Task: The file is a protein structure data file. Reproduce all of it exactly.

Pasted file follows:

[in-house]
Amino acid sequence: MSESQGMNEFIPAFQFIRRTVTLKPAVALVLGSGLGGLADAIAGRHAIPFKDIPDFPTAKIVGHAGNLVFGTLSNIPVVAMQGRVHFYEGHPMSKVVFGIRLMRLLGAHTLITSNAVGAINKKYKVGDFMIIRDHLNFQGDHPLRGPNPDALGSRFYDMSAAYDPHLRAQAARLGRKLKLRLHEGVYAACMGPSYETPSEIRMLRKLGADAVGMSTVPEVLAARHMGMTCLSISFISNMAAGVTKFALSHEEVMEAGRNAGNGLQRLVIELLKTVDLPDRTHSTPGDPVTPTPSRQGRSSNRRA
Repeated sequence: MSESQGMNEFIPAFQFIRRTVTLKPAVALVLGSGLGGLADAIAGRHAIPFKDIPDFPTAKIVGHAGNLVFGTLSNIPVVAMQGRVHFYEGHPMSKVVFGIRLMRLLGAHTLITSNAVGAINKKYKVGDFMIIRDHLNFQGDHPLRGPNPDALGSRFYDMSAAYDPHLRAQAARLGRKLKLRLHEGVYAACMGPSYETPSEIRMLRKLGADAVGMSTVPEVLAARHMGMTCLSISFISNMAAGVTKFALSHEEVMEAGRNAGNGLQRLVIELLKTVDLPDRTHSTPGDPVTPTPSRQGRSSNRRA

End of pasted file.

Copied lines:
[in-house]
Amino acid sequence: MSESQGMNEFIPAFQFIRRTVTLKPAVALVLGSGLGGLADAIAGRHAIPFKDIPDFPTAKIVGHAGNLVFGTLSNIPVVAMQGRVHFYEGHPMSKVVFGIRLMRLLGAHTLITSNAVGAINKKYKVGDFMIIRDHLNFQGDHPLRGPNPDALGSRFYDMSAAYDPHLRAQAARLGRKLKLRLHEGVYAACMGPSYETPSEIRMLRKLGADAVGMSTVPEVLAARHMGMTCLSISFISNMAAGVTKFALSHEEVMEAGRNAGNGLQRLVIELLKTVDLPDRTHSTPGDPVTPTPSRQGRSSNRRA
Repeated sequence: MSESQGMNEFIPAFQFIRRTVTLKPAVALVLGSGLGGLADAIAGRHAIPFKDIPDFPTAKIVGHAGNLVFGTLSNIPVVAMQGRVHFYEGHPMSKVVFGIRLMRLLGAHTLITSNAVGAINKKYKVGDFMIIRDHLNFQGDHPLRGPNPDALGSRFYDMSAAYDPHLRAQAARLGRKLKLRLHEGVYAACMGPSYETPSEIRMLRKLGADAVGMSTVPEVLAARHMGMTCLSISFISNMAAGVTKFALSHEEVMEAGRNAGNGLQRLVIELLKTVDLPDRTHSTPGDPVTPTPSRQGRSSNRRA